Hard to Decipher Where Bumrah’s Speed Comes From: Ian Bishop

Written by Vishwas Gupta

Former West Indies paceman Ian Bishop knows a thing or two about fast bowling. Part of some fearsome pace bowling line-ups in the late ’80s and early ’90s, Bishop had 161 Test wickets and 118 ODI scalps to his name in an international career spanning close to a decade.

Now a television commentator, Bishop took a closer look at Indian paceman Jasprit Bumrah, who is competing in his maiden ICC World Cup. Bumrah is the leading wicket-taker for India in the World Cup, as he has been in international cricket since his debut, claiming 17 wickets in eight games at an average of 19.52 and an economy rate of just 4.48.

“Everything is interesting,” Bishop was quoted as saying by the ICC.

“Most fast-bowling scientists – not that I’m one of them – say that your ball speed is 60 per cent run-up and the pace of it – but his is an ambling one and the ball comes at 140kph and higher.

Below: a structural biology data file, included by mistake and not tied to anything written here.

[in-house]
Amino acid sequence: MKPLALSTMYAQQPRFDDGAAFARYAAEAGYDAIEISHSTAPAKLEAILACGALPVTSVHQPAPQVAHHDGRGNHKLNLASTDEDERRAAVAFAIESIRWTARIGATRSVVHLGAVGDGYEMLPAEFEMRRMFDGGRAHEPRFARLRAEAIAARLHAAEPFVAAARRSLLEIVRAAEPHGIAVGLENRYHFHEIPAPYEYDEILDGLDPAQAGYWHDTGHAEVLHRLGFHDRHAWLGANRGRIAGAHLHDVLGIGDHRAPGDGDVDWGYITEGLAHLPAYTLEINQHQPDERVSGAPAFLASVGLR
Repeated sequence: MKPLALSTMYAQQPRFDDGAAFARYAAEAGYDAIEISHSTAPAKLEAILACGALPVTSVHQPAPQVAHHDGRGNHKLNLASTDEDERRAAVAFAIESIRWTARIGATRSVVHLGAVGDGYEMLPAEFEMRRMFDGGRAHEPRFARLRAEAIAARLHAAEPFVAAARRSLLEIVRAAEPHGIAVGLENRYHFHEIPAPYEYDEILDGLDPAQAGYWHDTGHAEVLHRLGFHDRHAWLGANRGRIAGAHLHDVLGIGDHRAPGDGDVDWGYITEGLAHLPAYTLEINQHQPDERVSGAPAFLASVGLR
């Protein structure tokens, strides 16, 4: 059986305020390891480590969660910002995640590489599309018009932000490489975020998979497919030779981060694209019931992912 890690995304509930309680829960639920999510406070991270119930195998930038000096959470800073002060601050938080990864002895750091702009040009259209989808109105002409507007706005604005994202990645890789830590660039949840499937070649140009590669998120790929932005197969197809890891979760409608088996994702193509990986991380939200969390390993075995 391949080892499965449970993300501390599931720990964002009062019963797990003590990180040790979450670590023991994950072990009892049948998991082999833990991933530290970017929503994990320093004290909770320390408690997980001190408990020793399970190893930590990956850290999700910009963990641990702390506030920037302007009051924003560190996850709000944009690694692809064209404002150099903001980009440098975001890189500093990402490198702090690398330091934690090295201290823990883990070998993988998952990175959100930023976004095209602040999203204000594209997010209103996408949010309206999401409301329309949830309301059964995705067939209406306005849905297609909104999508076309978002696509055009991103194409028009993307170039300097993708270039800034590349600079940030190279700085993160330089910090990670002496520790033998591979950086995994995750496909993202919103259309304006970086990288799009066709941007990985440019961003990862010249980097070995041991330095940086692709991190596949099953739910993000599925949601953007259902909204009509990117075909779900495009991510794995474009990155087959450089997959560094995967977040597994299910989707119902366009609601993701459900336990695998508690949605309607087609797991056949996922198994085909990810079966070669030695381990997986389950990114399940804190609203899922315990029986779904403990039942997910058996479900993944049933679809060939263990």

“It’s very unusual; it’s hard to decipher where the speed comes from. He releases the ball slightly inside the perpendicular, at his highest point, and his bowling arm comes down between his leg rather than past his left hip,” he added.

“He’s been maybe the best bowler,” Bishop said. “The wickets don’t show how valuable he has been. The likes of Starc have more, but Bumrah’s been brilliant.”

Bumrah has sent down 35 death overs in 2019 and only two have gone for more than 10 runs.

“At the death, he mixes up his length and pace,” adds Bishop. “It’s not just the yorkers, but they’re incredible. Yorkers are very hard. Even Lasith Malinga, who can deliver them more often than anyone, sometimes misses them. But those two are most consistent at them, and it’s fascinating the differences; Lasith does it with a low arm, where Bumrah’s is very high.”


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Vishwas Gupta